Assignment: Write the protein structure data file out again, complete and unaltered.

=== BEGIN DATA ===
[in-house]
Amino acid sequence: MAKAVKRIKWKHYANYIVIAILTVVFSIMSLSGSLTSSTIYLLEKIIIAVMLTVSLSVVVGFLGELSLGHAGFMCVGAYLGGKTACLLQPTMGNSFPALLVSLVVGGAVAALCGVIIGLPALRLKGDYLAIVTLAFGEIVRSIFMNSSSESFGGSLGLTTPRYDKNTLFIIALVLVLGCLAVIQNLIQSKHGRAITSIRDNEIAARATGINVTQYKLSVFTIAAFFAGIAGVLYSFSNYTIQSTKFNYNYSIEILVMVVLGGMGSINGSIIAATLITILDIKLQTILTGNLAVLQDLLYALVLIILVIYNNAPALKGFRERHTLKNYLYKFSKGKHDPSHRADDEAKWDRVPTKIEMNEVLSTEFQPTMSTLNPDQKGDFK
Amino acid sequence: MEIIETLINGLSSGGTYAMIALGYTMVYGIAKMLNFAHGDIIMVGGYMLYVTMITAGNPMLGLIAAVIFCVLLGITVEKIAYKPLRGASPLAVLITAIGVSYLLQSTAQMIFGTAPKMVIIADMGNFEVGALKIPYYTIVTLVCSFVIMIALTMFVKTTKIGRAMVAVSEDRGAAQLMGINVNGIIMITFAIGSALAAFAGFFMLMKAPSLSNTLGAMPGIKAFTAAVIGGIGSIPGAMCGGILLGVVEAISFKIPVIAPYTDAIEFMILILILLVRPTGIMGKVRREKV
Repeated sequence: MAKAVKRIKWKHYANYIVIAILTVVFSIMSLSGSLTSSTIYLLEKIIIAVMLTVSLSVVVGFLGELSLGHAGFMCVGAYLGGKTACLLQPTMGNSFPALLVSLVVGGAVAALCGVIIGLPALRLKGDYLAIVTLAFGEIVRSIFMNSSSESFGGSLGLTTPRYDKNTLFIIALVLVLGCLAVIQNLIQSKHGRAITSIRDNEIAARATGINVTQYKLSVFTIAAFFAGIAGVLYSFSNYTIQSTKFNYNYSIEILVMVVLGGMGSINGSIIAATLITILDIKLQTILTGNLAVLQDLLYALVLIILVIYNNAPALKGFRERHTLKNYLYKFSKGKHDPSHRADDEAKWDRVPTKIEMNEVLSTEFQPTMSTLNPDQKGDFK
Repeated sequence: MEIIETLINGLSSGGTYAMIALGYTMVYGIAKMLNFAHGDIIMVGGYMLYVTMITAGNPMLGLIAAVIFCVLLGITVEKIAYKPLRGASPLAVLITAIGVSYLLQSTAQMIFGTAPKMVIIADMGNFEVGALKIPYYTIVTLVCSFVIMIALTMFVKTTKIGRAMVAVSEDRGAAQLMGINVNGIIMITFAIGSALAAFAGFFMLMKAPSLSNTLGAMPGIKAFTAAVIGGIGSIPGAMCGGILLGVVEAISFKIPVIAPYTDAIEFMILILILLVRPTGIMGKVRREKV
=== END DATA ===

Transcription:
[in-house]
Amino acid sequence: MAKAVKRIKWKHYANYIVIAILTVVFSIMSLSGSLTSSTIYLLEKIIIAVMLTVSLSVVVGFLGELSLGHAGFMCVGAYLGGKTACLLQPTMGNSFPALLVSLVVGGAVAALCGVIIGLPALRLKGDYLAIVTLAFGEIVRSIFMNSSSESFGGSLGLTTPRYDKNTLFIIALVLVLGCLAVIQNLIQSKHGRAITSIRDNEIAARATGINVTQYKLSVFTIAAFFAGIAGVLYSFSNYTIQSTKFNYNYSIEILVMVVLGGMGSINGSIIAATLITILDIKLQTILTGNLAVLQDLLYALVLIILVIYNNAPALKGFRERHTLKNYLYKFSKGKHDPSHRADDEAKWDRVPTKIEMNEVLSTEFQPTMSTLNPDQKGDFK
Amino acid sequence: MEIIETLINGLSSGGTYAMIALGYTMVYGIAKMLNFAHGDIIMVGGYMLYVTMITAGNPMLGLIAAVIFCVLLGITVEKIAYKPLRGASPLAVLITAIGVSYLLQSTAQMIFGTAPKMVIIADMGNFEVGALKIPYYTIVTLVCSFVIMIALTMFVKTTKIGRAMVAVSEDRGAAQLMGINVNGIIMITFAIGSALAAFAGFFMLMKAPSLSNTLGAMPGIKAFTAAVIGGIGSIPGAMCGGILLGVVEAISFKIPVIAPYTDAIEFMILILILLVRPTGIMGKVRREKV
Repeated sequence: MAKAVKRIKWKHYANYIVIAILTVVFSIMSLSGSLTSSTIYLLEKIIIAVMLTVSLSVVVGFLGELSLGHAGFMCVGAYLGGKTACLLQPTMGNSFPALLVSLVVGGAVAALCGVIIGLPALRLKGDYLAIVTLAFGEIVRSIFMNSSSESFGGSLGLTTPRYDKNTLFIIALVLVLGCLAVIQNLIQSKHGRAITSIRDNEIAARATGINVTQYKLSVFTIAAFFAGIAGVLYSFSNYTIQSTKFNYNYSIEILVMVVLGGMGSINGSIIAATLITILDIKLQTILTGNLAVLQDLLYALVLIILVIYNNAPALKGFRERHTLKNYLYKFSKGKHDPSHRADDEAKWDRVPTKIEMNEVLSTEFQPTMSTLNPDQKGDFK
Repeated sequence: MEIIETLINGLSSGGTYAMIALGYTMVYGIAKMLNFAHGDIIMVGGYMLYVTMITAGNPMLGLIAAVIFCVLLGITVEKIAYKPLRGASPLAVLITAIGVSYLLQSTAQMIFGTAPKMVIIADMGNFEVGALKIPYYTIVTLVCSFVIMIALTMFVKTTKIGRAMVAVSEDRGAAQLMGINVNGIIMITFAIGSALAAFAGFFMLMKAPSLSNTLGAMPGIKAFTAAVIGGIGSIPGAMCGGILLGVVEAISFKIPVIAPYTDAIEFMILILILLVRPTGIMGKVRREKV